Sombath Somphone, perhaps the Lao PDR’s most prominent community development activist and founder of the Participatory Development Training Center (PADETC) was last seen on the evening of Dec 15, 2013 on a road in Vientiane. According to footage from a CCTV camera, he was stopped in his own vehicle by police, left it, and minutes later got into another vehicle and was driven off into the darkness.
Since then, a veil of silence has descended on the disappearance of the man who in 2005 was awarded the Ramon Magsaysay Award for Community Leadership. The Lao government which has denied any involvement in his disappearance, has come under pressure for a credible explanation – which has not been forthcoming. 100 days after Sombath disappeared, US Secretary of State John Kerry in a statement said “Regrettably, the continuing, unexplained disappearance of Mr. Sombath, a widely respected and inspiring Lao citizen who has worked for the greater benefit of all of his countrymen, raises questions about the Lao government’s commitment to the rule of law and to engage responsibly with the world.”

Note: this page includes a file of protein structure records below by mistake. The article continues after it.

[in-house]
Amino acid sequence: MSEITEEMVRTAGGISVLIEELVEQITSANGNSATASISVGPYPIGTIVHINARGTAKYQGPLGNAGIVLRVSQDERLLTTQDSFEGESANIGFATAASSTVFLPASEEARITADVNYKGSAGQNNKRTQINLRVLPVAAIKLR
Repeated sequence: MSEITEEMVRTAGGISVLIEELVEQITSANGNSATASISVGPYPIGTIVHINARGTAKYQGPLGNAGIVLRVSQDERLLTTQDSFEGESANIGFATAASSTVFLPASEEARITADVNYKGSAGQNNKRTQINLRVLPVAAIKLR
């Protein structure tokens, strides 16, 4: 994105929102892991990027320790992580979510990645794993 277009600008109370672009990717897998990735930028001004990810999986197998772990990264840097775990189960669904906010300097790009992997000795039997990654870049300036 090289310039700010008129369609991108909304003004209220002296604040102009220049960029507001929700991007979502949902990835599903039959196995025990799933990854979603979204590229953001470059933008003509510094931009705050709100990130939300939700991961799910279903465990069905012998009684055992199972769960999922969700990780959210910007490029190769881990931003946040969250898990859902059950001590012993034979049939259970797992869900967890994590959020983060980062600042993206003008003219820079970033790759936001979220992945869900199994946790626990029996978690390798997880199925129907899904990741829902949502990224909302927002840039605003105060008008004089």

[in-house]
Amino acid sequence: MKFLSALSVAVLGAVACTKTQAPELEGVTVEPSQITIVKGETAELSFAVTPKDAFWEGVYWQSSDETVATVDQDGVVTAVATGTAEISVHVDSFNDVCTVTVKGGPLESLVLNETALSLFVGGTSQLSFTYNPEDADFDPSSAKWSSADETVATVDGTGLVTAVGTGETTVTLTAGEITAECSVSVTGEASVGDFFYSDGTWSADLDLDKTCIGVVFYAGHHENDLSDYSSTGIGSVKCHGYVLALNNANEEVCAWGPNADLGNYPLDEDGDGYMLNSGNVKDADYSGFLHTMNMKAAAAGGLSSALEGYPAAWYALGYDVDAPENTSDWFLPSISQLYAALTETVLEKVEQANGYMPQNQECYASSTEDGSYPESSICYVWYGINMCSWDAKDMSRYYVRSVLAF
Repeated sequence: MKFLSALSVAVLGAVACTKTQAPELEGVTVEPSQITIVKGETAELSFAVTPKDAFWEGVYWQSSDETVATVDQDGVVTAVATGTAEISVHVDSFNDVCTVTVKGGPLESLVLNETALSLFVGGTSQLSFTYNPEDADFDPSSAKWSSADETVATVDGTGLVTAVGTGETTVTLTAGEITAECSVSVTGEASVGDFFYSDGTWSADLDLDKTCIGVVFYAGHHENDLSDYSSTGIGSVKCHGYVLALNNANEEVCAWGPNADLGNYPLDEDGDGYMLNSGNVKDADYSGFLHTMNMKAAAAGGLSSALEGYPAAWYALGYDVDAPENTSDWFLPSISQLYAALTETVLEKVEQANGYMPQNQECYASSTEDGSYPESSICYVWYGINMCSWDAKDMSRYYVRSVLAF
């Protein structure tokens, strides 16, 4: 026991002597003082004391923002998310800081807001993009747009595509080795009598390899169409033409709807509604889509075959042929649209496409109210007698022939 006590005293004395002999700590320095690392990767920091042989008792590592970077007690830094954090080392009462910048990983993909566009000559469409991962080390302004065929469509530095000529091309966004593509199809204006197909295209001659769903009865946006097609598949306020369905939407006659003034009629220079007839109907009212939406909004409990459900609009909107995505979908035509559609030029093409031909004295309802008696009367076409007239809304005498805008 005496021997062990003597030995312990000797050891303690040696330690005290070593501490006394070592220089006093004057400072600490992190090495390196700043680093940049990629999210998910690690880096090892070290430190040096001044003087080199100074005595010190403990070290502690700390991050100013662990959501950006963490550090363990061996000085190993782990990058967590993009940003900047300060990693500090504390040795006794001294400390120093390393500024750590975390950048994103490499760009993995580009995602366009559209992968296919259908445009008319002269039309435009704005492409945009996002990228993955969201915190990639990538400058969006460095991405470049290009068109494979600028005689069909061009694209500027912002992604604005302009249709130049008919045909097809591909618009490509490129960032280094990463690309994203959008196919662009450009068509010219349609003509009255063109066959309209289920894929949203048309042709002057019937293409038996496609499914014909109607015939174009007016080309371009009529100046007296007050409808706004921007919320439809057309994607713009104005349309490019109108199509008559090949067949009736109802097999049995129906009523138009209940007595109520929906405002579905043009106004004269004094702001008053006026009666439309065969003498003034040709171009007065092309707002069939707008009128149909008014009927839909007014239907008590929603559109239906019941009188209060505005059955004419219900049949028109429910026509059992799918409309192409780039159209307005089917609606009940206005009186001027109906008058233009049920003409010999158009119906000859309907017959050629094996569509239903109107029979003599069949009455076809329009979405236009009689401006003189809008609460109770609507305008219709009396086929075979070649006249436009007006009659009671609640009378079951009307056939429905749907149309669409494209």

To mark one year since he disappeared and to ensure that the incident is not forgotten, the FCCT is pleased to host Sombath’s wife Ng Shui Meng who will speak about her husband’s life and work.
And to join Ng Shui Meng to speak about human security, transparency, accountability and state power, the FCCT is pleased to host:
Pablo Solón, Executive Director of Focus on the Global South. Mr Solon was the Plurinational State of Bolivia’s Ambassador to the UN and chief negotiator for climate change from 2009 to 2011. His brother (Jose Carlos Trujillo Oroza) was one of the forced disappeared in Bolivia in 1972 during the dictatorship of Banzer. His mother (Gladys Oroza de Solon) was co-founder of the Bolivian Association and Latin American Federation of the forced disappeared.
Evelyn Balais-Serrano, Executive Director of the Asian Forum for Human Rights and Development (FORUM-ASIA). Ms. Balais-Serrano has over 40 years of experience in development, human rights and international justice work. Among other initiatives, she helped set up through the Task Force Detainees- Philippines (TFDP), a rehabilitation center for released political prisoners and torture victims and the filing of a class suit in Hawaii against President Marcos after 14 years of martial rule. She also helped establish the Human Rights Commission of the International Federation of Social Workers, where she served as Commissioner for Asia-Pacific for many years. Before returning to FORUM-ASIA in 2013, she spent 10 years as Coordinator for Asia-Pacific with the Coalition for the International Criminal Court (CICC), a global network of civil society organizations advocating for a fair, independent and effective ICC.